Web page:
Wild Sarasota Spotlight: the Feline Faces of Florida


Young, orphaned bobcat. Photo credit: K. Clements

Even if you’re not a cat person, Florida’s two wild cats, the Florida panther and the bobcat, are sure to excite. While sometimes mistaken for one another, both the common bobcat and the endangered Florida panther make for thrilling wildlife encounters.

Read on to get a brief lesson on identifying Florida’s feline faces. Or, head over to YouTube to watch our Wild Sarasota webinar: Florida’s Wild Cats for an in-depth look into the natural history, population status, threats, and more of our two native wild cats.

Identification: Bobcats vs. Panthers


Bobcat (Lynx rufus). Note the reddish-tan body, spotted coat, short tail and white undersides and “beard” of the bobcat.  Image credit: Jennifer Korn, PhD

While spying an endangered Florida panther in your backyard is far less likely than the semi-urbanized bobcat, it’s still important to be able to tell them apart. The main differences and identifying points are:

Size

Weighing in at 130lbs, Florida panthers are Florida’s largest cat and are between 3 – 5 times bigger than bobcats. Panthers stand about thigh-high on adult humans while a large bobcat would just reach your knee caps, so size can be a great indicator.

Tails
Florida panther (Puma concolor coryi). Note the black ears, tan body, long tail and sturdier, larger build of the panther. Image credit: Jennifer Korn, PhD

Another giveaway for differentiating between bobcats and panthers is tail shape and length. A panther’s tail is nearly as long as its body and extends down almost to the ground. By contrast, bobcats have stubby, “bobbed”, tails that often turn upwards exposing a white underside not found on panther tails. The length of bobcat tails vary, but will never be as long as the length of its body.

Ears

If you’re lucky enough to have gotten a close look, or even at some distance, panther and bobcat ears are a great point of difference. The backs of panther ears are black while bobcats have distinct white patches on the back of their ears.

Color and Pattern

Both bobcats and panthers are born with spots. But panthers lose their spots entirely as adults, exhibiting an all over tawny coloration. Bobcats, on the other hand, have spotted, reddish-brown coats with undersides from youth to adulthood. Bobcats may also be distinguished by their prominent white “beard”.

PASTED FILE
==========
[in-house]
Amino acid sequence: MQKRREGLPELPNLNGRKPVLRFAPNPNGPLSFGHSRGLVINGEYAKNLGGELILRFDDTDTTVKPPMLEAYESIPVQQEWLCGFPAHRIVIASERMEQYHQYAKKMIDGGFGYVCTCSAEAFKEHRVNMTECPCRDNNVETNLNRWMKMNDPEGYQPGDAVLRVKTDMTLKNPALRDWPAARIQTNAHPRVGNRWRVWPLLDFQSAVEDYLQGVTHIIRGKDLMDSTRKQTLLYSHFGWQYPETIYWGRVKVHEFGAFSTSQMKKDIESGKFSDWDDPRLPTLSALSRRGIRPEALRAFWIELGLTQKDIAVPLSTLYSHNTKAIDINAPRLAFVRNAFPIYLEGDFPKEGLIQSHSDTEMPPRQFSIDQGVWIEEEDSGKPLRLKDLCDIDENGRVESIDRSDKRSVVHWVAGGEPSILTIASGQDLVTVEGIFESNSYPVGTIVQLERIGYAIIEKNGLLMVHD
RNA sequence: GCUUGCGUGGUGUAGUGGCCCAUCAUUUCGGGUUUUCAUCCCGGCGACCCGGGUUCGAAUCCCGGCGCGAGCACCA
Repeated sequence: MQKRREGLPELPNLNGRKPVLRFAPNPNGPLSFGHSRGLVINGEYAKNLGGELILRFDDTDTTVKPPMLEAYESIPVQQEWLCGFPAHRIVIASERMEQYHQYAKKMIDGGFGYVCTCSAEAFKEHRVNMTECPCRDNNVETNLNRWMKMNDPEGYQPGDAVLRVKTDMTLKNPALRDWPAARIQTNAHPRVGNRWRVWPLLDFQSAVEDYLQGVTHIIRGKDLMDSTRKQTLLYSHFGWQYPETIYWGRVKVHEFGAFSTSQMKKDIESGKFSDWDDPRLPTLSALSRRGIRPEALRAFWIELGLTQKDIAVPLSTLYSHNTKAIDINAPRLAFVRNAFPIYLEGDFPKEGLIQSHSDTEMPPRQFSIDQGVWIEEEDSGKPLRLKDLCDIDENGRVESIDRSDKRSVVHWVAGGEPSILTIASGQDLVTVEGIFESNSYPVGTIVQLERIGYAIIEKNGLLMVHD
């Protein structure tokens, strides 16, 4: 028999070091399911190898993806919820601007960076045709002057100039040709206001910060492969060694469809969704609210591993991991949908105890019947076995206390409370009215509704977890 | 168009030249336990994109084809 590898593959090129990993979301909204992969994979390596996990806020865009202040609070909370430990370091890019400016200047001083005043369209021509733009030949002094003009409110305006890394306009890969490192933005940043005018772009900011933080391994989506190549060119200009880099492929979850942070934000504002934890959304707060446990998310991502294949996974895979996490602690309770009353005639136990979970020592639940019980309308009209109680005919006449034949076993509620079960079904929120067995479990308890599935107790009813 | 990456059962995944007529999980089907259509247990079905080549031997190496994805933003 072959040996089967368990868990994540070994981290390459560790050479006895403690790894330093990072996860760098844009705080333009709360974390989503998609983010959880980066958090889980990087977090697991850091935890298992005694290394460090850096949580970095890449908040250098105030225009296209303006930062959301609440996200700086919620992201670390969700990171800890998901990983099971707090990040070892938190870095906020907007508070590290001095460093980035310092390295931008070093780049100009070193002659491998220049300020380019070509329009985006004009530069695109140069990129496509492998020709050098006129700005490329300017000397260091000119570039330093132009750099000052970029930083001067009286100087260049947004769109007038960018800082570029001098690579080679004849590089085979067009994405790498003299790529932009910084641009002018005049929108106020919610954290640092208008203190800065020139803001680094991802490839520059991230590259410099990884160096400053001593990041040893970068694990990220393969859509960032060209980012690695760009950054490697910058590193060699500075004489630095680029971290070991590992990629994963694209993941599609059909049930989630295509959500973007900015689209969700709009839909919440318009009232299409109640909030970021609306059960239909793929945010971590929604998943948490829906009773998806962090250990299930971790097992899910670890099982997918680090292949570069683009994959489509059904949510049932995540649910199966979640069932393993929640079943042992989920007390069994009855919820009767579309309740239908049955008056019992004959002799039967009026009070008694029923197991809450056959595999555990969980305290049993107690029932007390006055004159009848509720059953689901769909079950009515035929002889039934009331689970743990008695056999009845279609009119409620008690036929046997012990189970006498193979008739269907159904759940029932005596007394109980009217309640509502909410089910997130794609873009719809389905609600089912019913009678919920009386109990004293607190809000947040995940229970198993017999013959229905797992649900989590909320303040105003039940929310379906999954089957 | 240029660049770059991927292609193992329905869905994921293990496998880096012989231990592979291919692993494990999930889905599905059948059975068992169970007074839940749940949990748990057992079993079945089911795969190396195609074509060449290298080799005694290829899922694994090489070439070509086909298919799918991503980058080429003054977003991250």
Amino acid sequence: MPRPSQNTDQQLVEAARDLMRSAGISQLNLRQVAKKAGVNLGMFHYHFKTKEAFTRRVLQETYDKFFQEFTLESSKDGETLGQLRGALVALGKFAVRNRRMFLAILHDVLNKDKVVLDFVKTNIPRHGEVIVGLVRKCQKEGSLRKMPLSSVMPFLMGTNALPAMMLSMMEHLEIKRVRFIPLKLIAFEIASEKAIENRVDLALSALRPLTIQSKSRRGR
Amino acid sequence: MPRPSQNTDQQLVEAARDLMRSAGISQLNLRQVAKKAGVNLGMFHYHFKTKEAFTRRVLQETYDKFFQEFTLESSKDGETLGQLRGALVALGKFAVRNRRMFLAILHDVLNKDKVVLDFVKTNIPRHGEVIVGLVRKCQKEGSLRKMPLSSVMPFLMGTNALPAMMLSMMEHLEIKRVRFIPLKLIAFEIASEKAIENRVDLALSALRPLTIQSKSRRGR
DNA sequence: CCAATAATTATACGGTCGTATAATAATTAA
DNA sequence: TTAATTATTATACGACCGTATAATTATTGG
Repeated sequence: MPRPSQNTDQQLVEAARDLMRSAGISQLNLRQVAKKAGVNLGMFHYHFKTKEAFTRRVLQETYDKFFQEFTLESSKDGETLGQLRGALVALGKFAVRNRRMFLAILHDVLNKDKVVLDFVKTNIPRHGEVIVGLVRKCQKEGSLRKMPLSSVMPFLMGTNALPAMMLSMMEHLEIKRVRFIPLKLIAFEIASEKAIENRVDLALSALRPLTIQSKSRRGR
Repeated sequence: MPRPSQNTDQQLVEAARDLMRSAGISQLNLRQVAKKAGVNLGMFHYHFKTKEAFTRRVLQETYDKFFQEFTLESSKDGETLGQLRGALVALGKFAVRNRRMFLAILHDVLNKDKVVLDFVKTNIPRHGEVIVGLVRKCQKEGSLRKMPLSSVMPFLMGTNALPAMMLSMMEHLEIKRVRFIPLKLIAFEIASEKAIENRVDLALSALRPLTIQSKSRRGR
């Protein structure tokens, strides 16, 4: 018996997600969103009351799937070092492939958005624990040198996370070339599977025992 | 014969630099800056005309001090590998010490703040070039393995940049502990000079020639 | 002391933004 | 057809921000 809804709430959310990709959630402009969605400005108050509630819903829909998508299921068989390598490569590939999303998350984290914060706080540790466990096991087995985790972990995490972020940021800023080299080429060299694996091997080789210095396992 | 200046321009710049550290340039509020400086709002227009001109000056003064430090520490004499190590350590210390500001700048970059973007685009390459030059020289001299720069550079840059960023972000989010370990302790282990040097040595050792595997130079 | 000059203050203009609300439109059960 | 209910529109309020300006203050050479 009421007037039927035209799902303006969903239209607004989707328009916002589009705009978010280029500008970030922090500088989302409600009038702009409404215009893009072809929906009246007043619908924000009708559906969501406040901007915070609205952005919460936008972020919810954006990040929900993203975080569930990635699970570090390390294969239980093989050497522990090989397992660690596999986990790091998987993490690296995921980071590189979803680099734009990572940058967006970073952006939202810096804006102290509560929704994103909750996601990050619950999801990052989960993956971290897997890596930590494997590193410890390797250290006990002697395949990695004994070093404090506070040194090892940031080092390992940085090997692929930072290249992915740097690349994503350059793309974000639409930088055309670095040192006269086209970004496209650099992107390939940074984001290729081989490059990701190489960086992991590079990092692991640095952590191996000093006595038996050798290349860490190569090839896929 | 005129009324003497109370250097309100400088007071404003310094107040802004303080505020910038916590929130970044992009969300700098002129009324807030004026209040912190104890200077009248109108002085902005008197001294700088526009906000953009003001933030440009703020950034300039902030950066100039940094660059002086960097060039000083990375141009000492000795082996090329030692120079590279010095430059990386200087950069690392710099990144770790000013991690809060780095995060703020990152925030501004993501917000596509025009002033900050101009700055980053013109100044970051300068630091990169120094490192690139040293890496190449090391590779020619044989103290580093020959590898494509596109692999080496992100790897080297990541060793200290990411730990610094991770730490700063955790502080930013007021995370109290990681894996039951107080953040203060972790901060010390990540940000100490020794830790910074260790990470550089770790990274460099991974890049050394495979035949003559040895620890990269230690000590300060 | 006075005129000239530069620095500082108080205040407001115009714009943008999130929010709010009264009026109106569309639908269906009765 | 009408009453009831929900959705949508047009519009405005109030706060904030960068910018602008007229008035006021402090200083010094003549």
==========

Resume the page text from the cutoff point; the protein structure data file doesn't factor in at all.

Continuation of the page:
Could it be a Coyote?


Coyote (Canis latrans). Photo credit: MargSkogland, Pixabay

With the many brownish-tan four-legged friends that make Florida their home, coyotes can also be misidentified as either one of Florida’s wild cats. In contrast with our feline friends, coyotes take on a much scrawnier appearance with longer legs and are midway between the height of a panther and a bobcat. Coyote ears are pointed compared to the rounded shape of panthers and bobcats, and are a solid tannish color. If they happen to leave a track, that can be an easy way to distinguish between canines and felines.

Coyote (canine) vs. Bobcat (feline) tracks. Note the claw marks of the coyote compared to the retractable claws of cat, and the narrower “X” shape of the coyote track with only 2 lobes in the front track. Image credit: UF/IFAS
Florida Panther track. Note the relative size compared to a bobcat track. Image credit: UF/IFAS

Wild cat spotting, What’s next?


While there is no reason to report a bobcat or panther sighting should the animal look normal, it’s always important to report concerning or unusual behavior.

In the event that you see a sick, injured, or dead cat, please notify FWC at 1-888-404-3922.

 

Can’t contain your curiosity?


Watch our Wild Sarasota Webinar: Wild Cats of Florida webinar for more about these fascinating felines and the threats they face.

 

Read a synopsis of this series, with a list of all related posts http://blogs.ifas.ufl.edu/sarasotaco/2021/08/02/wild-sarasota-series/.
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Posted: March 4, 2022


Category: Natural Resources, Wildlife
Tags: Bobcat, Florida Panther, Identification, Pgm_EcoNR, Wild Sarasota


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